And yes of course we need a balance. If your team spends all day ‘talking politics’ (which from what I’ve read, isn’t even what was happening at Basecamp), then yes, that is going to distract them from doing more great work. We do need some structure and discipline to help us focus, and that needs to be extrinsic as much as it can be intrinsic. Deadlines are good. Knowing that people are so engaged and motivated, that they will create their own deadlines is even better.
High performing teams and organisations need to listen to each other. Regularly. And deeply. The best work happens where a group of smart people come together and push each other to be better by being more than the sum of their silo’d parts.
Humans are weird: different, flawed, smart, occasionally wrong, proud, sometimes preoccupied, sometimes in pain, often biased. But you put us all together and community enriches the experience of work.
It makes our work better.
It is the work — as leaders or as team members — to listen, to honour, to witness.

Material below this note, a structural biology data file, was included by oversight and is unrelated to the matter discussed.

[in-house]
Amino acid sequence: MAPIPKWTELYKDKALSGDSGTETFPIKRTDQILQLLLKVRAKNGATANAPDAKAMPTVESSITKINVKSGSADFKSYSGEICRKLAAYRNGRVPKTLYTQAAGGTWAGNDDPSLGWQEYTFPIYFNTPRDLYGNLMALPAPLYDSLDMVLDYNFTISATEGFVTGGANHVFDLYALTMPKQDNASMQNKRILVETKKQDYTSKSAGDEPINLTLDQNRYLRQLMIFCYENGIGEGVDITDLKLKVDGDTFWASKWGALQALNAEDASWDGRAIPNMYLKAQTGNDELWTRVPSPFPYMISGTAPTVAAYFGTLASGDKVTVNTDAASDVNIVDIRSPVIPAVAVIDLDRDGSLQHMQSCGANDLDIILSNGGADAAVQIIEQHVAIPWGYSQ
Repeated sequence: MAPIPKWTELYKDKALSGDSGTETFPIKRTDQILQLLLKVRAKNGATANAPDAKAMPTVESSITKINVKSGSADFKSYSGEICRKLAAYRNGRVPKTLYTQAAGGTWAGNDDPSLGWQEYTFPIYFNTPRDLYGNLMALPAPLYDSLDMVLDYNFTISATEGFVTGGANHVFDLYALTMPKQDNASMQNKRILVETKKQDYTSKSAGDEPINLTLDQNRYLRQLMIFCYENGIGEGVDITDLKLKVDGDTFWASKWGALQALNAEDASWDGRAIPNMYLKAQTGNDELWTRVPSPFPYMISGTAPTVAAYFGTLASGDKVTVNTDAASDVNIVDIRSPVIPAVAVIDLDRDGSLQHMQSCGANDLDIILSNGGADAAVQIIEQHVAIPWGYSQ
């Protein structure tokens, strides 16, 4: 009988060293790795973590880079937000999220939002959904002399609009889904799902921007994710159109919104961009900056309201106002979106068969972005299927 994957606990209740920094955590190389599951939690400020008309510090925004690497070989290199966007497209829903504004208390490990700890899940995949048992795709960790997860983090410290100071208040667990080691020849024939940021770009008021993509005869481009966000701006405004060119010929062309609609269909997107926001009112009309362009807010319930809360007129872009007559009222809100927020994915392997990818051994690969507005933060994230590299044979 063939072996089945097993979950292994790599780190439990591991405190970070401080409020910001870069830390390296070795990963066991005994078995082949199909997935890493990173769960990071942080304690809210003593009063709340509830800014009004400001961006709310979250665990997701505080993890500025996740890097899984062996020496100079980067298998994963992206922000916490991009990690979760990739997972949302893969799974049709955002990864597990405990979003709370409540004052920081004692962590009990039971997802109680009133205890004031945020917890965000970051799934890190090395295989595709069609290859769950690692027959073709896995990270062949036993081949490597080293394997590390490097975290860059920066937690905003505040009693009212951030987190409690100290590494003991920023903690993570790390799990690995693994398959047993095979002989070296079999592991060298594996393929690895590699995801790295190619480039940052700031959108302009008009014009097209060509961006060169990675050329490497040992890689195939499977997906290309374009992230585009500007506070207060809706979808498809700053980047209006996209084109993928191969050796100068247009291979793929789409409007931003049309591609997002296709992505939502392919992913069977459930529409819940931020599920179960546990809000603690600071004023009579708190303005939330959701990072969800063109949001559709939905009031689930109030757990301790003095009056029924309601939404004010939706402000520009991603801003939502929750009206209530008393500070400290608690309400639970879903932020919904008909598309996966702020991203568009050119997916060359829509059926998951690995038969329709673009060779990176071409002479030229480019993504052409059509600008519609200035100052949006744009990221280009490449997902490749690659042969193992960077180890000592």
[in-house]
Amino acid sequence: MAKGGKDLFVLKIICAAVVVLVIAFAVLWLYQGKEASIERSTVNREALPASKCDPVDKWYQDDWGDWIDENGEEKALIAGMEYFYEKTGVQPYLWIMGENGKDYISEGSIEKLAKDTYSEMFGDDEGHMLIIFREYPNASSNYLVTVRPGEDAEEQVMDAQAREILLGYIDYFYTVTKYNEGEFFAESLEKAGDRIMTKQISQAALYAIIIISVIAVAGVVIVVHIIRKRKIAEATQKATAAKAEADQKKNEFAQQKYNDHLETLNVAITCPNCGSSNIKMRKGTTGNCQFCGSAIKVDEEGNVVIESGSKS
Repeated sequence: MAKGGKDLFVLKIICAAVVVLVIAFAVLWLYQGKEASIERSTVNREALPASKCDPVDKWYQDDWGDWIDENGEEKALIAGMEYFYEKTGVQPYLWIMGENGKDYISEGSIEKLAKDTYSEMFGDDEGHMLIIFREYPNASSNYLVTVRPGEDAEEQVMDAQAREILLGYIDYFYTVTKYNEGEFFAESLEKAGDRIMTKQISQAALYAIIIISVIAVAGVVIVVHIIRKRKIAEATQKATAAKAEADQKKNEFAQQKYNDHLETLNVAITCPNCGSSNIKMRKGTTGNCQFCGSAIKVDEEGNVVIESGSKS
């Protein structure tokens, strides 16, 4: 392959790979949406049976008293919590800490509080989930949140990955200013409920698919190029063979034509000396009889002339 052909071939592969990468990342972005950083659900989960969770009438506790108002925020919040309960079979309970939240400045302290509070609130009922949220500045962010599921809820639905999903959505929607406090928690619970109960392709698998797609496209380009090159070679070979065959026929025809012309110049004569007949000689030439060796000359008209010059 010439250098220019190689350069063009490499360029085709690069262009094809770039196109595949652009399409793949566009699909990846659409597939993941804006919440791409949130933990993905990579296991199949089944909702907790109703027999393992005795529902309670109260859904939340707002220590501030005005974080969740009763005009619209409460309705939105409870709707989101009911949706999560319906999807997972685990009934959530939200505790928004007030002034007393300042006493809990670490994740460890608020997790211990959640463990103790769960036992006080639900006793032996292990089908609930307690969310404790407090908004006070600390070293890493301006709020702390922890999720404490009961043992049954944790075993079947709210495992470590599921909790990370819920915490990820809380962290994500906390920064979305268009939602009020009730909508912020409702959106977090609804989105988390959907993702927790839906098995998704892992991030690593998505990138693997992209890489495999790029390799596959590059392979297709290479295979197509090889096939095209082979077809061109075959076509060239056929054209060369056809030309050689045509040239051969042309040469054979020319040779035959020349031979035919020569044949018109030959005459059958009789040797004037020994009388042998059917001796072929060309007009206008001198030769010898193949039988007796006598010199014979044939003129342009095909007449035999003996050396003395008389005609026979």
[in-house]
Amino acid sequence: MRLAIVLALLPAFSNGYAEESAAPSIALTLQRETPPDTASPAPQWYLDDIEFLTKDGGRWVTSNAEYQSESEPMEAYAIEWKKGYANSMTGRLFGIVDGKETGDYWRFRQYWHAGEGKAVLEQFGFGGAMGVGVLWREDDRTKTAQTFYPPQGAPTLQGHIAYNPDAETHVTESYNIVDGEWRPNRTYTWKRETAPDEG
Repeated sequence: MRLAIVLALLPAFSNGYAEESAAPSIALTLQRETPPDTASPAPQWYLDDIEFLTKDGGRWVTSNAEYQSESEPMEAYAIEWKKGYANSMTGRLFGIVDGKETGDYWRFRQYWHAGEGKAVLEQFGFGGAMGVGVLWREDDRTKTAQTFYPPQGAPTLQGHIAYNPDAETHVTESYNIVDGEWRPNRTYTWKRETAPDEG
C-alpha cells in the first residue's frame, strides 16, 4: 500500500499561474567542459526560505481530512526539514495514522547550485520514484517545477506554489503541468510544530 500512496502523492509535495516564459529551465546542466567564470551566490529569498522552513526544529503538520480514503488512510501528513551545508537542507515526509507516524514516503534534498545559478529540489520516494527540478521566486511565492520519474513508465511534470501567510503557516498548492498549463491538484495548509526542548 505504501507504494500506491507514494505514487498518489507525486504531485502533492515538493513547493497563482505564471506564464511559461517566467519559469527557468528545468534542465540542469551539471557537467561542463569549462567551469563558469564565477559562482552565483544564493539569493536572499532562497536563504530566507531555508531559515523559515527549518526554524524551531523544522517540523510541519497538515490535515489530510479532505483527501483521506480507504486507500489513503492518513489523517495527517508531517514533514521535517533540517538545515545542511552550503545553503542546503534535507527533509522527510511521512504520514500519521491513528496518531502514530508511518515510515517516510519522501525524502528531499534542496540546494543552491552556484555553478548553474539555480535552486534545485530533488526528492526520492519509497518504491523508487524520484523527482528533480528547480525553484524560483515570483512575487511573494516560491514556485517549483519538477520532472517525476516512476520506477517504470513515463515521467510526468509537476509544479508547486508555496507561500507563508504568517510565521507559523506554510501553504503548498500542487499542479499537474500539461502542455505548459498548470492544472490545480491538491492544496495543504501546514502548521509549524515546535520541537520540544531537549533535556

And it’s often messy as fuck.
But it is the work.
So this is me reaffirming my need to stay curious and open about societal issues and continue to reaffirm that bridges are better than walls. To continue having an open door and an open heart. To recognise my messy imperfections. And most importantly, to recognise that although it’s not convenient, it still matters. It will always matter.
And yes, even when we see its’ importance, all this ‘people stuff’ may still slow us all down. But personally, I’d rather take that time so that we all reach the summit together than be stuck at Basecamp and wondering where all the people went.